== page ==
Activated Protein C Up-Regulates IL-10 and Inhibits Tissue Factor in Blood Monocytes Academic Article uri icon

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abstract

  • The protective effect of recombinant activated protein C therapy in patients with severe sepsis likely reflects the ability of recombinant activated protein C to modulate multiple pathways implicated in sepsis pathophysiology. In this study, we examined the effects of recombinant activated protein C on the anti-inflammatory cytokine IL-10 and on the procoagulant molecule tissue factor (TF) in LPS-challenged blood monocytes. Treatment of LPS-stimulated monocytes with recombinant activated protein C resulted in an up-regulation of IL-10 protein production and mRNA synthesis. The up-regulation of IL-10 required the serine protease activity of recombinant activated protein C and was dependent on protease-activated receptor-1, but was independent of the endothelial protein C receptor. At the intracellular level, p38 MAPK activation was required for recombinant activated protein C-mediated up-regulation of IL-10. We further observed that incubation of LPS-stimulated monocytes with recombinant activated protein C down-regulated TF Ag and activity levels. This anticoagulant effect of recombinant activated protein C was dependent on IL-10 since neutralization of endogenously produced IL-10 abrogated the effect. In patients with severe sepsis, plasma IL-10 levels were markedly higher in those treated with recombinant activated protein C than in those who did not receive recombinant activated protein C. This study reveals novel regulatory functions of recombinant activated protein C, specifically the up-regulation of IL-10 and the inhibition of TF activity in monocytes. Our data further suggest that these activities of recombinant activated protein C are directly linked: the recombinant activated protein C-mediated up-regulation of IL-10 reduces TF in circulating monocytes.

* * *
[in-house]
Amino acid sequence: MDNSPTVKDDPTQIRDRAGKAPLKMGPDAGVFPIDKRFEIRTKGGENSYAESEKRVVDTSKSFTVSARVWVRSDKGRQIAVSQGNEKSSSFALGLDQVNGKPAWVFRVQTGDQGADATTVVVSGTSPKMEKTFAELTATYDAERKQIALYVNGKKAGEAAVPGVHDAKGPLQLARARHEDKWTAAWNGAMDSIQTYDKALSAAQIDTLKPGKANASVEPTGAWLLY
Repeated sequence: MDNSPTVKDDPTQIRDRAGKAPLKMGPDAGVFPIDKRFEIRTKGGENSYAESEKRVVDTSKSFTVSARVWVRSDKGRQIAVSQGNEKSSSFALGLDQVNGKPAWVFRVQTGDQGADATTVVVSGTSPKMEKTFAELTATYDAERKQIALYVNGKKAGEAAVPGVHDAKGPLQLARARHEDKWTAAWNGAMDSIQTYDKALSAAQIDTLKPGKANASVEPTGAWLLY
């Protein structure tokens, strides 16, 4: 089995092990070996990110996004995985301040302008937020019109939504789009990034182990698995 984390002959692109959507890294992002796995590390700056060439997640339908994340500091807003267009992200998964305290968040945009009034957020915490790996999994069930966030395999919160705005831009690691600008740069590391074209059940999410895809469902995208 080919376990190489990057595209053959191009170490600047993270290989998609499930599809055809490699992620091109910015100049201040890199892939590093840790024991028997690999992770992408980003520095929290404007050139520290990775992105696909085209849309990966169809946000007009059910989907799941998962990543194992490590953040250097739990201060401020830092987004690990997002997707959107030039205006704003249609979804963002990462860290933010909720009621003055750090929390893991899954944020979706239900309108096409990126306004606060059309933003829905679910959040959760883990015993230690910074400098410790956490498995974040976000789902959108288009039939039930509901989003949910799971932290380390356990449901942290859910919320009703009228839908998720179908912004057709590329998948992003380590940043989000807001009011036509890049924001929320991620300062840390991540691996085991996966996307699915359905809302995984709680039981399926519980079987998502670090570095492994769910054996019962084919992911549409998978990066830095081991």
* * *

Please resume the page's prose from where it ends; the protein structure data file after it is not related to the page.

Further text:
publication date

  • August 1, 2008

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